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Re: coffread.c extension for DLLs without debugging symbols
- From: Michael Elizabeth Chastain <mec at shout dot net>
- To: gdb-patches at sources dot redhat dot com, RaoulGough at yahoo dot co dot uk
- Date: Sat, 4 Jan 2003 10:41:55 -0600
- Subject: Re: coffread.c extension for DLLs without debugging symbols
> What does RFA stand for? Seemed to me like it was used by people who
> were actually capable of updating the CVS themselves and just wanted
"RFA" == "Request for Approval".
GDB has a human approval system that goes beyond the CVS permissions.
You can read about it in the top level MAINTAINERS file.
There are three levels of access. 'Blanket Maintainers' have the
authority to commit files anywhere in the gdb tree. Several types
of 'Maintainers' have authority to commit files in their area of
responsibility. 'Write After Approval' maintainers have the authority
to commit their patches if a Blanket Maintainer or a Maintainer approves
All of these people have write permission in the CVS repository.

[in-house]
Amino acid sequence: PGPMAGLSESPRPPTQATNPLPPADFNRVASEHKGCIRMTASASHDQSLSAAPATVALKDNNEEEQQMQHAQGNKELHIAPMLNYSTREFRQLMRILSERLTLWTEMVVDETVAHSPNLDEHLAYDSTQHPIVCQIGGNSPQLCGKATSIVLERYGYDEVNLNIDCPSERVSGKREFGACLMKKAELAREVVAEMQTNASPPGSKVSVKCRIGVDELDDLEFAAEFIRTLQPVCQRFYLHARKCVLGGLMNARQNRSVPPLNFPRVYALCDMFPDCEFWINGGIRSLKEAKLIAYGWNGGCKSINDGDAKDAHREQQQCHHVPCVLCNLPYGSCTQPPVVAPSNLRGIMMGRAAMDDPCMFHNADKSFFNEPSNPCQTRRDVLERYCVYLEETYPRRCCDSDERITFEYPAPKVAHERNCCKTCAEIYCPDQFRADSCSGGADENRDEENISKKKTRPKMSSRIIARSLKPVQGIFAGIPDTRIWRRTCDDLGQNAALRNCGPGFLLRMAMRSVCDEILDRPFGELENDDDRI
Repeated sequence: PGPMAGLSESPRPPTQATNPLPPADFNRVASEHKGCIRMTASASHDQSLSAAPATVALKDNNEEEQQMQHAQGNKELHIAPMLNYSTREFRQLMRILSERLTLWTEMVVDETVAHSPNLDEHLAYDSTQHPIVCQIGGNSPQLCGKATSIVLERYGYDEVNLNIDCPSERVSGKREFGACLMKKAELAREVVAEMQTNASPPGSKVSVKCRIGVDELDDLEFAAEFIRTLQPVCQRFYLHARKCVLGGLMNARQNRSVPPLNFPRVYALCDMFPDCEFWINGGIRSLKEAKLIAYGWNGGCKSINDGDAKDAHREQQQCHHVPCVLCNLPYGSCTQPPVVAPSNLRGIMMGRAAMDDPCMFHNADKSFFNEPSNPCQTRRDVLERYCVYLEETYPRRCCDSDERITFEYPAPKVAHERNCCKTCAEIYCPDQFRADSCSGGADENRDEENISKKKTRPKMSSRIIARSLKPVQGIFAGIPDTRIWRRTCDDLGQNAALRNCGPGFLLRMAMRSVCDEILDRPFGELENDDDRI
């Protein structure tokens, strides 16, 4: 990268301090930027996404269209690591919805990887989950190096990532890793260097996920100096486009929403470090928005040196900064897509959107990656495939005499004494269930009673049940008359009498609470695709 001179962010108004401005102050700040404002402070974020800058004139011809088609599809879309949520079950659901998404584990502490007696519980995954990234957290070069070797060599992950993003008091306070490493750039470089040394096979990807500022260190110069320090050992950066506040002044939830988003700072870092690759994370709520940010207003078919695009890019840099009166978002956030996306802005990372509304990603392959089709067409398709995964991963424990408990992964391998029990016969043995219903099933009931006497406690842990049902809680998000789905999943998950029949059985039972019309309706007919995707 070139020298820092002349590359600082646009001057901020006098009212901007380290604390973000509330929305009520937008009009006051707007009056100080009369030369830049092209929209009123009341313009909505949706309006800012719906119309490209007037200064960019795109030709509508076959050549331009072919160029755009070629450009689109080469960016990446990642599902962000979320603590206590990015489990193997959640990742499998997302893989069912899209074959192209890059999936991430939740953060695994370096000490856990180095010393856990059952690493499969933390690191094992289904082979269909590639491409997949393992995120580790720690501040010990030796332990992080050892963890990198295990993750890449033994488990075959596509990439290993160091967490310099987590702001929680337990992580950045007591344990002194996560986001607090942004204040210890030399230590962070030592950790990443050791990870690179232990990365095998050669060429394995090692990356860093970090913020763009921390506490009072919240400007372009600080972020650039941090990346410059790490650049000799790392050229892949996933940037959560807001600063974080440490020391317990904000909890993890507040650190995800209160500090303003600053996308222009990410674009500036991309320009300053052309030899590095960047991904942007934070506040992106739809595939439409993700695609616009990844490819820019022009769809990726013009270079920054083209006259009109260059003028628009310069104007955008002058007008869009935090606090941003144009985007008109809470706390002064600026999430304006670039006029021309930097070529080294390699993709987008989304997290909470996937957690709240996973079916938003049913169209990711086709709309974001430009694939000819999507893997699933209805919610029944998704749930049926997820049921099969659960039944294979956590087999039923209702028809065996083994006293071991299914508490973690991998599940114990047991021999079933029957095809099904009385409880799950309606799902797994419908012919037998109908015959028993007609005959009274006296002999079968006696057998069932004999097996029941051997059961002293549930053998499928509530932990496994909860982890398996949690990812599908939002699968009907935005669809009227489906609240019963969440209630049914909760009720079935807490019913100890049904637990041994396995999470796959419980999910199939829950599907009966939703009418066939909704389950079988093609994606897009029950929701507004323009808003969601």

If someone exceeds their authority and commits a patch without the
necessary authority, then the Head Maintainer would deal with them
and with their unauthorized commit. This does not happen very often.
Many maintainers, even Blanket Maintainers, ask for RFA on patches
that they have the authority to commit. If there is an active
Maintainer for an area, it's a smart move to get the Maintainer's
opinion before commiting to that area.
Other request types are:
RFC == "request for comments". The submitter wants feedback on the
patch and may not even want to commit it yet.
RFA == "request for approval". The submitter has little doubt that
the patch is ready to commit, and just wants a short answer.
PATCH == "it's going in". The submitter has authority to commit
this patch and is about to do so, either immediately or as soon as
they get around to it. No reply is needed.
Michael Snyder knows the nuances of this system better than I do;
he may have some corrections.
I just filed a PR to document this stuff for the benefit of first-time